April 20, 2021

Preoccupations: Volunteer Work as a Path to Full-Time Employment

After graduating from the University of Denver in June 2010, I thought that volunteering, in addition to being worthwhile in its own right, would give me a leg up in the frustrating job market. I was working at Starbucks, and my applications for other jobs were getting me nowhere.

In offering my time to the Firelight Foundation the next February, I hoped that I’d eventually be offered a job. Firelight helps grass-roots organizations in Africa improve the well-being of children, especially those suffering from the effects of H.I.V., AIDS and poverty in sub-Saharan Africa.

Firelight happens to be based in my hometown, but it was also a perfect match for my career goals. I’d been interested in Africa ever since my first-grade teacher gave a presentation on the subject. I still have a picture from that day that shows me holding an African shield and spear — and beaming. Africa also played a role in my choice of international studies as a major. During my senior year, I spent a semester in Uganda with a program that offered college credit.

I reduced my hours at Starbucks and gave two days a week to Firelight, helping with grant applications. Three months later, Firelight offered me a three-month temporary job that allowed me to become more involved in reviewing such applications. I hoped the contract would be extended and was disappointed when it wasn’t, so I decided to take some time off to help my sister with her wedding plans.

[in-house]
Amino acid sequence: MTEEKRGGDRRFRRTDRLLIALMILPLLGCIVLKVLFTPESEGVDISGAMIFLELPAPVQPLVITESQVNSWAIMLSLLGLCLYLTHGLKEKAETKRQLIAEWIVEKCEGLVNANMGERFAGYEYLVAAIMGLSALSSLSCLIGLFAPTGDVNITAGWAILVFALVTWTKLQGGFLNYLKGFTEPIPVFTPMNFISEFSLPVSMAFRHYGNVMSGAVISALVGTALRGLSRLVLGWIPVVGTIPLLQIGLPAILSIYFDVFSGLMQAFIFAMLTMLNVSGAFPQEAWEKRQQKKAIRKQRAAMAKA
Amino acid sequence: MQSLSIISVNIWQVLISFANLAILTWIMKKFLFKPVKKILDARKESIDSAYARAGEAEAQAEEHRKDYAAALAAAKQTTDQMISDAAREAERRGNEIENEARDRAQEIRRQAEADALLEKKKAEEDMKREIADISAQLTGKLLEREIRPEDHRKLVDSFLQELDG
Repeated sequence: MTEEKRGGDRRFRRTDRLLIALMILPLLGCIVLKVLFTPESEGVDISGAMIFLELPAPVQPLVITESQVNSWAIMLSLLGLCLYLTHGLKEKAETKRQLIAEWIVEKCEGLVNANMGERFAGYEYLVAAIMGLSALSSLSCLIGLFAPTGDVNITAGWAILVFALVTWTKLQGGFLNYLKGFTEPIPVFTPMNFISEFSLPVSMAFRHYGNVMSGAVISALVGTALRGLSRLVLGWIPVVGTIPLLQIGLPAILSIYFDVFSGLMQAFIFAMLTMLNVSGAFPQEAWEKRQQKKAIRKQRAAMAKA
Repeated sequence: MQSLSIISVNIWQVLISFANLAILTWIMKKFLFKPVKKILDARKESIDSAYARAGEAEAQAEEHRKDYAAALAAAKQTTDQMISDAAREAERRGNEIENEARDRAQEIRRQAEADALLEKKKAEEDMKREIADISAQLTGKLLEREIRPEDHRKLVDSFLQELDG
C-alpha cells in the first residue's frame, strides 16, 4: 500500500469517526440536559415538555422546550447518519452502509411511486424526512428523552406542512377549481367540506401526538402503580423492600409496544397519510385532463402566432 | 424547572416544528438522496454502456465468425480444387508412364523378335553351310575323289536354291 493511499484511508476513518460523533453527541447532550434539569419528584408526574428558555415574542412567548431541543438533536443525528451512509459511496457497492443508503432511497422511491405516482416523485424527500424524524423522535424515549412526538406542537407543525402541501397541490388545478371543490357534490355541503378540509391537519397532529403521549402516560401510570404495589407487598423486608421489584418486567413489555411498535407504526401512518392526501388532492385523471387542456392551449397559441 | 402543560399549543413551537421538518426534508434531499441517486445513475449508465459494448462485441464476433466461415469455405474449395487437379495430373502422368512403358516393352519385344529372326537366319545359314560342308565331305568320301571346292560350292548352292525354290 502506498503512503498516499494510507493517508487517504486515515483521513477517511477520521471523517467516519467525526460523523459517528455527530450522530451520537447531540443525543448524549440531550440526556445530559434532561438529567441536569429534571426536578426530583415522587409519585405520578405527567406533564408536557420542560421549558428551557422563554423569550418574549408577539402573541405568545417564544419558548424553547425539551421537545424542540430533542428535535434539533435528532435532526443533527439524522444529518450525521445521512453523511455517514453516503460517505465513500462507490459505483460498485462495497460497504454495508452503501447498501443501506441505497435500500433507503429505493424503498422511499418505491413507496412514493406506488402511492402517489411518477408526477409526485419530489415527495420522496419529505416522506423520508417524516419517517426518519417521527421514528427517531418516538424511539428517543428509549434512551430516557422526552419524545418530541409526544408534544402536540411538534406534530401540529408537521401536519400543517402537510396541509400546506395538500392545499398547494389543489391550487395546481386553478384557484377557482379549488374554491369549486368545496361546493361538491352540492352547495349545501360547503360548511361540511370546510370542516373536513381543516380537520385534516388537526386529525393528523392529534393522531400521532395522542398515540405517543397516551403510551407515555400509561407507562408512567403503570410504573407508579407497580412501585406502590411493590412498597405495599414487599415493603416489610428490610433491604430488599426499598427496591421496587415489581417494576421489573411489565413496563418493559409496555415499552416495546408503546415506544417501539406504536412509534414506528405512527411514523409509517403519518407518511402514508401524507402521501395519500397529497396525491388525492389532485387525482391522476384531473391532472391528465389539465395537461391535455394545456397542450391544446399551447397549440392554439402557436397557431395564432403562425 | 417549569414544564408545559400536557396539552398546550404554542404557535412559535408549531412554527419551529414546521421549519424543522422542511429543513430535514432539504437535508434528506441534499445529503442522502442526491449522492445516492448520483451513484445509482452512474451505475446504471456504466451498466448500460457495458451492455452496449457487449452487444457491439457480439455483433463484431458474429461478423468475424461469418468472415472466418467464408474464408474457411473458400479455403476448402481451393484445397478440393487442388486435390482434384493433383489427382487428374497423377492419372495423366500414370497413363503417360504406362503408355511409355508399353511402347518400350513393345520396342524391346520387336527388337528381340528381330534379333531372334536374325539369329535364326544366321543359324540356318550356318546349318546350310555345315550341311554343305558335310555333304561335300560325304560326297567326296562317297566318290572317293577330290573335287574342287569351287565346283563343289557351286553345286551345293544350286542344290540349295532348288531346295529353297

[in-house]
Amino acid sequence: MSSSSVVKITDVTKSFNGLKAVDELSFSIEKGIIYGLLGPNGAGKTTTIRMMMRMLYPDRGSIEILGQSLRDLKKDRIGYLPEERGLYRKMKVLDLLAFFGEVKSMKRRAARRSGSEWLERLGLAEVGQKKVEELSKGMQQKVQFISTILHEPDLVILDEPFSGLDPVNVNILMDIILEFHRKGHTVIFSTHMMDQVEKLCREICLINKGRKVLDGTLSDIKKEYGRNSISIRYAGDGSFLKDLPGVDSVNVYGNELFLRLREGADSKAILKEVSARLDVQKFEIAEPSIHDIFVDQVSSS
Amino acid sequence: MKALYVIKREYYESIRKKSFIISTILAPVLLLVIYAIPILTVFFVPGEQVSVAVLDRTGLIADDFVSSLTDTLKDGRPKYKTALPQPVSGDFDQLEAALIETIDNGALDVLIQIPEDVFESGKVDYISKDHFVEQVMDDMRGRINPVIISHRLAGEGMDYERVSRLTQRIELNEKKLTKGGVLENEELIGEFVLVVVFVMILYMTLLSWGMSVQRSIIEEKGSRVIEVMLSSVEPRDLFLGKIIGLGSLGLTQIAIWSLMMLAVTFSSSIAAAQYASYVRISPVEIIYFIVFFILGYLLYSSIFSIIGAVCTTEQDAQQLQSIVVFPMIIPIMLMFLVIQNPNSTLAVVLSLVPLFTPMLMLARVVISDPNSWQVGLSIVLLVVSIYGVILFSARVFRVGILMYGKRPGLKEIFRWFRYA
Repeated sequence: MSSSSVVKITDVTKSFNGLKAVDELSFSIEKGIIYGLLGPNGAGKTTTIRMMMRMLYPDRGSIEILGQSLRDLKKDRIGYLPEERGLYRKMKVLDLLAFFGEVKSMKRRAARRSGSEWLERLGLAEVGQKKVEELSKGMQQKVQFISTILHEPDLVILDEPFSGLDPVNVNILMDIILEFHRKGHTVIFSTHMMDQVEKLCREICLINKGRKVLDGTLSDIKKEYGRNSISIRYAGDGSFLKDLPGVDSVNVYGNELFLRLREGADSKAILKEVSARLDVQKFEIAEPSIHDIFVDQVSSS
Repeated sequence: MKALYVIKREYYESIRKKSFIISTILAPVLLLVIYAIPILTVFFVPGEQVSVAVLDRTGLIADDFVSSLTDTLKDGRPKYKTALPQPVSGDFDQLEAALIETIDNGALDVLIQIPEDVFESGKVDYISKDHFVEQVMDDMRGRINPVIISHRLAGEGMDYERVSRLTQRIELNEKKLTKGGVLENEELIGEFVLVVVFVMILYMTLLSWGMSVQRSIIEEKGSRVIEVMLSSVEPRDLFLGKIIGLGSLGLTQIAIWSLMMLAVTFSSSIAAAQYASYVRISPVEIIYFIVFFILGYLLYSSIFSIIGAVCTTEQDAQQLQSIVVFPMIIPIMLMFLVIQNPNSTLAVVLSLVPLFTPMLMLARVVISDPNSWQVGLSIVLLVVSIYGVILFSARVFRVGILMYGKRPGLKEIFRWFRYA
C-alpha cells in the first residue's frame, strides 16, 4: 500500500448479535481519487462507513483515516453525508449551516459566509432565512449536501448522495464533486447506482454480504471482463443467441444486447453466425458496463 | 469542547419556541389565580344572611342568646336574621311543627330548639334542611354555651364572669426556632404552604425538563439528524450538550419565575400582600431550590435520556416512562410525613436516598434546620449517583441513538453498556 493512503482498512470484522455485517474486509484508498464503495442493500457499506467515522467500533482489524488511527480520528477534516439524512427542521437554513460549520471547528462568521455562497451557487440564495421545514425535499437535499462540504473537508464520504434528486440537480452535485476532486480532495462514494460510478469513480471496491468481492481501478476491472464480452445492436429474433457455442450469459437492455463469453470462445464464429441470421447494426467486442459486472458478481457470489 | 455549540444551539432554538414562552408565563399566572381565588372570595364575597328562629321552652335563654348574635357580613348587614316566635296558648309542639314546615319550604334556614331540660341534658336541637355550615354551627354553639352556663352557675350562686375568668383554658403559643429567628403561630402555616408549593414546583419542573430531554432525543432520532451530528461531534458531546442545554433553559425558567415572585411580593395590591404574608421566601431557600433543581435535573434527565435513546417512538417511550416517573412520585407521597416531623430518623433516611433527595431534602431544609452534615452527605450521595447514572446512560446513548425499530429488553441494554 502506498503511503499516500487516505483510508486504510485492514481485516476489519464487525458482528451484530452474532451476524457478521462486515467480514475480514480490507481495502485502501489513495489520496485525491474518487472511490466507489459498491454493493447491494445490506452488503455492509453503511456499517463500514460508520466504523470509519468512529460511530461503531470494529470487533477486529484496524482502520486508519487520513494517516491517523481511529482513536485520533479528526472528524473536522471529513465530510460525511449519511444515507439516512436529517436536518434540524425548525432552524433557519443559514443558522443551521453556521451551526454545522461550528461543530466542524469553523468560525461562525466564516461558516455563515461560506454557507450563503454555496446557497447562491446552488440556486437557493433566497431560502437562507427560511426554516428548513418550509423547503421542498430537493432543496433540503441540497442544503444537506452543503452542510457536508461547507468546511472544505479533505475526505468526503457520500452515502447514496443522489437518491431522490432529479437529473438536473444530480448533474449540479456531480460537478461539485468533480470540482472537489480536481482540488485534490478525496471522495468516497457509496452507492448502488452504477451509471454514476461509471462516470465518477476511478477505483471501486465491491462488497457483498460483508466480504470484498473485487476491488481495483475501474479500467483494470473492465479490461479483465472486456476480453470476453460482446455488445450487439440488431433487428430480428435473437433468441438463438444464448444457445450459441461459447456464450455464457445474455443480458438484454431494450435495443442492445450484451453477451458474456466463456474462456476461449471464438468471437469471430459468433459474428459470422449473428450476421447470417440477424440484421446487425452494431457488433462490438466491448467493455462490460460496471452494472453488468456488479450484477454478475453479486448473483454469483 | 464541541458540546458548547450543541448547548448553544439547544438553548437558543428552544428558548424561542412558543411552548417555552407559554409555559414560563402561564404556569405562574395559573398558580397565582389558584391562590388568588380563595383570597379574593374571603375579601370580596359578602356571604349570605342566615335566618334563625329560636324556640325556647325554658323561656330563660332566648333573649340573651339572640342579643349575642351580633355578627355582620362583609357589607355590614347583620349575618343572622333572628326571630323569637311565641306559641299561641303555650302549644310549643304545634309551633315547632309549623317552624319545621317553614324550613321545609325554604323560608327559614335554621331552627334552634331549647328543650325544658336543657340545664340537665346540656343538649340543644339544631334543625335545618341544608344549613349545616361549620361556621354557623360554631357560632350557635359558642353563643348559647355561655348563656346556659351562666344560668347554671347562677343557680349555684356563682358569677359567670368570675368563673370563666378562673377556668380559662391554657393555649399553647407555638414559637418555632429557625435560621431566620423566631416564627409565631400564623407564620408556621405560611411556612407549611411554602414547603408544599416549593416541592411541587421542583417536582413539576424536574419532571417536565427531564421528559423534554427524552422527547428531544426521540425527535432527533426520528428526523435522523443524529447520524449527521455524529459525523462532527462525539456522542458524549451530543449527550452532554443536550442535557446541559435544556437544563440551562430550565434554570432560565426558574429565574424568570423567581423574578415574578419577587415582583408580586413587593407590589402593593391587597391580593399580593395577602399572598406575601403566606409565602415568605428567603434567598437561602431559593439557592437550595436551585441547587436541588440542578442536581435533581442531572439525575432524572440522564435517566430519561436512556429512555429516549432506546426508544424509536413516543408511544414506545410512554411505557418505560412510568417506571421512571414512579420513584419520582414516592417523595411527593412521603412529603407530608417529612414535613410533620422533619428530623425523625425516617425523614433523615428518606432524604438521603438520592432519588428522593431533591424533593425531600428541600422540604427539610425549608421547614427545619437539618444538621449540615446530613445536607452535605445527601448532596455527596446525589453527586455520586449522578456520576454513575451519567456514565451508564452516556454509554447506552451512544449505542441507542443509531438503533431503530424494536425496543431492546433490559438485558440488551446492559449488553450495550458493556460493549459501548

That time gave me an opportunity to reflect, and three weeks later I decided that I wanted to return to Firelight. I knew that there was no guarantee I’d get a permanent job there, but I thought the organization was such a good fit for me. I reasoned that even if I didn’t get a job, I was gaining experience in the field, and I was meeting people who might help me get a paid position elsewhere. And I still wanted to make an impact in the world beyond serving coffee. My heart has always been with Africa, so I couldn’t see myself not volunteering at Firelight.

The organization took me back and added some responsibilities in line with my future goals. For example, I helped with donor prospecting and research so I could learn about grant writing. Six months later, a program assistant moved on and I was offered her position, so my plan ultimately worked.

Now I’ve taken on even more responsibility. I work more closely with the organizations that receive our grants and work with us as partners, and I speak directly to the consultants with whom we contract for mentoring and training groups in Africa.